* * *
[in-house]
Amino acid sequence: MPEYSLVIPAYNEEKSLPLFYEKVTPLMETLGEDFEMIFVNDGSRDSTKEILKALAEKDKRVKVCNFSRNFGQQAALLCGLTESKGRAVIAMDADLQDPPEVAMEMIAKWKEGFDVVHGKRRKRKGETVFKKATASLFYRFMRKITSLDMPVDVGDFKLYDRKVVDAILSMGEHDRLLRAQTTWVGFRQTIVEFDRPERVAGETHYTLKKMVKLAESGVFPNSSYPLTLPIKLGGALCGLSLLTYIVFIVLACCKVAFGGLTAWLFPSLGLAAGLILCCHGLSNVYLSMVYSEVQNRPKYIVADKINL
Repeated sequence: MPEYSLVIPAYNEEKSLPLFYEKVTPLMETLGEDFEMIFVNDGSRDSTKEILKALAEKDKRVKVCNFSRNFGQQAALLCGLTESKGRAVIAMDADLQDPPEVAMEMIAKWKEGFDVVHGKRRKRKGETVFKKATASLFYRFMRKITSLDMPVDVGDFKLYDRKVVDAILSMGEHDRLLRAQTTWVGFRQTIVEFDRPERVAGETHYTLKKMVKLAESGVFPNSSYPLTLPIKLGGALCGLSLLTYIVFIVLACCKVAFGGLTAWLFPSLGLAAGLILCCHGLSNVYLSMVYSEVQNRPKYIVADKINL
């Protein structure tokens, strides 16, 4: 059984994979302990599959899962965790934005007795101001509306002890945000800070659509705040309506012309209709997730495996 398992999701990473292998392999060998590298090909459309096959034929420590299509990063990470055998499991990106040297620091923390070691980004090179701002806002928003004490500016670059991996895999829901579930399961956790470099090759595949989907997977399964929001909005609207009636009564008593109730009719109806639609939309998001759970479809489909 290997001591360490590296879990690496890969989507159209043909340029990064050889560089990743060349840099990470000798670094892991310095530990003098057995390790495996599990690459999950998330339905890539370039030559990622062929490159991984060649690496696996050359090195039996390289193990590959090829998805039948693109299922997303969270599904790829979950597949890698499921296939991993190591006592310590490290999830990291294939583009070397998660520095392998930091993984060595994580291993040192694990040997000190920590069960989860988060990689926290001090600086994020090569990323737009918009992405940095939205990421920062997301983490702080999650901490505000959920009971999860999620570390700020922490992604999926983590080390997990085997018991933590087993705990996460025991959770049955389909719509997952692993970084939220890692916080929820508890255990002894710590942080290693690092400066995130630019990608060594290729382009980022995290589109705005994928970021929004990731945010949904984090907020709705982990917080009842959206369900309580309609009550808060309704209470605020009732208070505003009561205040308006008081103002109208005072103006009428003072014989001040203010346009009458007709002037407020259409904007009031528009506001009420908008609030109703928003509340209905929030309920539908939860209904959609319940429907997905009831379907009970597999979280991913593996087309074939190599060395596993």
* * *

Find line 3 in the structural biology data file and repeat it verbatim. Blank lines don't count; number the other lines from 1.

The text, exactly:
Repeated sequence: MPEYSLVIPAYNEEKSLPLFYEKVTPLMETLGEDFEMIFVNDGSRDSTKEILKALAEKDKRVKVCNFSRNFGQQAALLCGLTESKGRAVIAMDADLQDPPEVAMEMIAKWKEGFDVVHGKRRKRKGETVFKKATASLFYRFMRKITSLDMPVDVGDFKLYDRKVVDAILSMGEHDRLLRAQTTWVGFRQTIVEFDRPERVAGETHYTLKKMVKLAESGVFPNSSYPLTLPIKLGGALCGLSLLTYIVFIVLACCKVAFGGLTAWLFPSLGLAAGLILCCHGLSNVYLSMVYSEVQNRPKYIVADKINL